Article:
It sounds tasty, but what "crispy noodles" is referring to here is (unfortunately) not a delicious dish -- but a new material that could both help cut carbon dioxide emissions and power the next generation of hydrogen vehicles. Developed by a team of chemists at the University of Manchester, this polymer, whose structure resembles that of crispy noodles, is currently being explored as a potential sequestration device to be installed on coal-fired power plants.
The £150,000 18-month study, led by materials chemist Peter Budd of the university's Organic Materials Innovation Center (OMIC), will investigate the use of this "polymer of intrinsic microporosity" (or PIM, for short) as part of a catalytic membrane system to trap and recover carbon dioxide -- a scheme similar to other membrane technologies we've covered in the past.What is interesting about this project is that it could eventually lead to the use of PIMs as a medium for the safe storage and transportation of hydrogen -- which would bring us much closer to the much-ballyhooed "hydrogen economy". Polymers hadn't received much attention beforehand because they were viewed as being incapable of packing space efficiently, a necessary pre-requisite for storing hydrogen.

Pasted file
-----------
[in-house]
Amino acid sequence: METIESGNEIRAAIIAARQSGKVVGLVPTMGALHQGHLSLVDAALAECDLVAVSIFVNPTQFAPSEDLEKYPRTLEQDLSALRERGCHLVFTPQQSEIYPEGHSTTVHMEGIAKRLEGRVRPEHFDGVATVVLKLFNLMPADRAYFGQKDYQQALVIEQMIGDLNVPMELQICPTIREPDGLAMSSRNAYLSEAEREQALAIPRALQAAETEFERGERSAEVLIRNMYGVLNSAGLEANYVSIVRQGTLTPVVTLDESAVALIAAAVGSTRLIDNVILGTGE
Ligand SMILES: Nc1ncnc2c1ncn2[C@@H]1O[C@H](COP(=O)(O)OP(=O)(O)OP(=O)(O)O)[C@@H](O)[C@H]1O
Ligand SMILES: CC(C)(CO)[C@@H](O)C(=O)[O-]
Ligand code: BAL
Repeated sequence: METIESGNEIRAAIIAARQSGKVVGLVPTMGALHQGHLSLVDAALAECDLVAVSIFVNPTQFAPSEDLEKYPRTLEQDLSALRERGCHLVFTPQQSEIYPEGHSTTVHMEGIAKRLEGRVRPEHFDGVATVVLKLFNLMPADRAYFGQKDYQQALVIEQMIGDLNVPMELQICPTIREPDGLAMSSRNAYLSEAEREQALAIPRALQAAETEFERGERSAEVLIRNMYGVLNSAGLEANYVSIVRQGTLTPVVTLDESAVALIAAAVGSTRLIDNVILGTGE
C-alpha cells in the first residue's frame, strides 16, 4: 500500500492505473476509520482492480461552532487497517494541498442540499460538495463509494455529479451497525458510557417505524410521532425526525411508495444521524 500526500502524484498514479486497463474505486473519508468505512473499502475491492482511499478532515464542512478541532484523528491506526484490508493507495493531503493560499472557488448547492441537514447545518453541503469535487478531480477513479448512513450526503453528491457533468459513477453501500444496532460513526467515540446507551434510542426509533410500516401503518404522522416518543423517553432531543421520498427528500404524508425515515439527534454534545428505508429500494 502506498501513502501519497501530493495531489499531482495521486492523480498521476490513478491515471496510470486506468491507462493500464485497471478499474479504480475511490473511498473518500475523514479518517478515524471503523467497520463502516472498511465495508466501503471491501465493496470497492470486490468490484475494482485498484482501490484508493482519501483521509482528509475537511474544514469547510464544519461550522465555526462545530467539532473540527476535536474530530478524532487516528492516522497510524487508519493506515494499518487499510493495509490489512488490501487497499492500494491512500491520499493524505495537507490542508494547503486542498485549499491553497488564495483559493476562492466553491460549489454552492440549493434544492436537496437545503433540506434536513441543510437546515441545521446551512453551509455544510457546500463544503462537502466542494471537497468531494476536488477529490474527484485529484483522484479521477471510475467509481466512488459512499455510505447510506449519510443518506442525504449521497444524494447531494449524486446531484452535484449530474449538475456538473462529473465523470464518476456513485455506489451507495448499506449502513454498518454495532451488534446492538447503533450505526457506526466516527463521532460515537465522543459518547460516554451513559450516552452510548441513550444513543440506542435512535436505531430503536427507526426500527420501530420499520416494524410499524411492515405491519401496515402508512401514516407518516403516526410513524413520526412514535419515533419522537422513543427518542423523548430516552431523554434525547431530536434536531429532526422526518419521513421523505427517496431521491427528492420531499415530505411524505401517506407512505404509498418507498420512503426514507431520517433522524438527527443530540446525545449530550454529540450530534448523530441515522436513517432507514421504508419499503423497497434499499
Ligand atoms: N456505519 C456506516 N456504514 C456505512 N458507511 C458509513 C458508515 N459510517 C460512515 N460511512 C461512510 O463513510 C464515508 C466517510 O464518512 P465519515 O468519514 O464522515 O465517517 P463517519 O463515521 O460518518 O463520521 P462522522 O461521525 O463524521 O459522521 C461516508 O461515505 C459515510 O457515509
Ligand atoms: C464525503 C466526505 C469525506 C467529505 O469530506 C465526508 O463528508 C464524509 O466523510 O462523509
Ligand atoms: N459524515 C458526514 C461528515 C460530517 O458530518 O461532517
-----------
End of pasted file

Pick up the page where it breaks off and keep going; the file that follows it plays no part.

Because Budd's PIMS have high microporosity, however, they could provide a cheap, convenient means of storing the gas. Initial tests have been encouraging, with PIMs capturing significant amounts of hydrogen -- around 3% of their weight. Budd and his colleagues hope to double that figure in the coming years.
Getting it to 6% could be enough for a car to run 300 miles without a refill, Budd says.
Via ::ScienceDaily: 'Crispy Noodle' Chemistry Could Reduce Carbon Emissions (news website)